Authorities have also drawn upon an increasingly wide range of excuses to keep protestors off the streets. On 3 August, a spokesperson for the Ministry of Justice issued a statement attempting to silence any protests which express an opinion about cases before the courts. The statement threatened legal action against protestors calling for the union leader’s release, labeling their peaceful protests an act of unlawful coercion of judicial authorities, which is punishable under article 522 of the Criminal Code by up to six months in prison. The same day, the Municipality of Phnom Penh issued an instruction declaring that the demonstrations had been contrary to measures to contain COVID-19, in seemingly a further effort to disrupt protests.

We call on Cambodian authorities to immediately release those who have been imprisoned for exercising their constitutional rights, drop charges against them and stop all violence against protesters.

1. 197 Land Community (Koh Kong)
2. Affiliated Network for Social Accountability (ANSA)
3. Alliance for Conflict Transformation (ACT)
4. Activities for Environment Community (AEC)
5. Am Leang Community (Kampong Speu)
6. Andong Trabek Land Community (Svay Rieng)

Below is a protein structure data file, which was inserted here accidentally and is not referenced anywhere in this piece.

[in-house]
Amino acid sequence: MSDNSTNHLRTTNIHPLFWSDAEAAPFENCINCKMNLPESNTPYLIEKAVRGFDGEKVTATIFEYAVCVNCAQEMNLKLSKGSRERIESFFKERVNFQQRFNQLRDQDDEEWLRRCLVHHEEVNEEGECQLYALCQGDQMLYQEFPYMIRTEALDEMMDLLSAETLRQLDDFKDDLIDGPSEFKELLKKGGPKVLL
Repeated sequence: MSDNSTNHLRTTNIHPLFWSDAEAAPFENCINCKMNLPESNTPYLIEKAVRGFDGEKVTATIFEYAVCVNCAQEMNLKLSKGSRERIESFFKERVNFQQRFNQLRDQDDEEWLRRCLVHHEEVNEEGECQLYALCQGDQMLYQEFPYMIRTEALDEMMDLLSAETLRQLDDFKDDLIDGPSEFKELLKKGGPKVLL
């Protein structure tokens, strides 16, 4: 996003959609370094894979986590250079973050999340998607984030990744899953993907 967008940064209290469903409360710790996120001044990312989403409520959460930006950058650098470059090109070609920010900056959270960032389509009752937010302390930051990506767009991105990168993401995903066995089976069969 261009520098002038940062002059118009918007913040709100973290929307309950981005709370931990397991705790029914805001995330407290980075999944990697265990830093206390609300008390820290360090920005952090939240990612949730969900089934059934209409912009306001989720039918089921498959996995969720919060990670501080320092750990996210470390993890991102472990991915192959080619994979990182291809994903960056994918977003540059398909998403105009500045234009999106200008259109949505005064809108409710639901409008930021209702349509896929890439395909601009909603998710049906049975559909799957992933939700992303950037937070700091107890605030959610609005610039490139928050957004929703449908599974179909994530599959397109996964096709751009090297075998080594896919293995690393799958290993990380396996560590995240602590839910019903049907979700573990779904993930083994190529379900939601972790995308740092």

7. Boeung Pram Community (Battambang)
8. Building Community Voices (BCV)
9. Buddhism for Peace Organization (BPO)
10. Cambodian Alliance of Trade Unions (CATU)
11. Cambodian Center for Human Rights (CCHR)
12. Cambodia Institute of Democracy (CID)
13. Cambodian Food and Service Workers’ Federation (CFSWF)
14. Cambodian Human Rights and Development Association (ADHOC)
15. Cambodia’s Independent Civil Servants Association (CICA)
16. Coalition for Integrity and Social Accountability (CISA)
17. Coalition of Cambodian Apparel Workers Democratic Union (C. CAWDU)
18. Cambodian Human Rights Action Committee (CHRAC)
19. Cambodian Independent Teachers’ Association (CITA)
20. Cambodian Informal Economy Workers Association (CIWA)
21. Cambodian Labor Confederation (CLC)
22. Cambodian League for the Promotion and Defense of Human Rights (LICADHO)
23. Cambodian Tourism and Service Workers Federation (CTSWF)
24. Cambodia Youth and Monk Network (CYMN)
25. Cambodian Youth Network (CYN)
26. Center for Alliance of Labor and Human Rights (CENTRAL)
27. Chek Meas Land Community (Svay Rieng)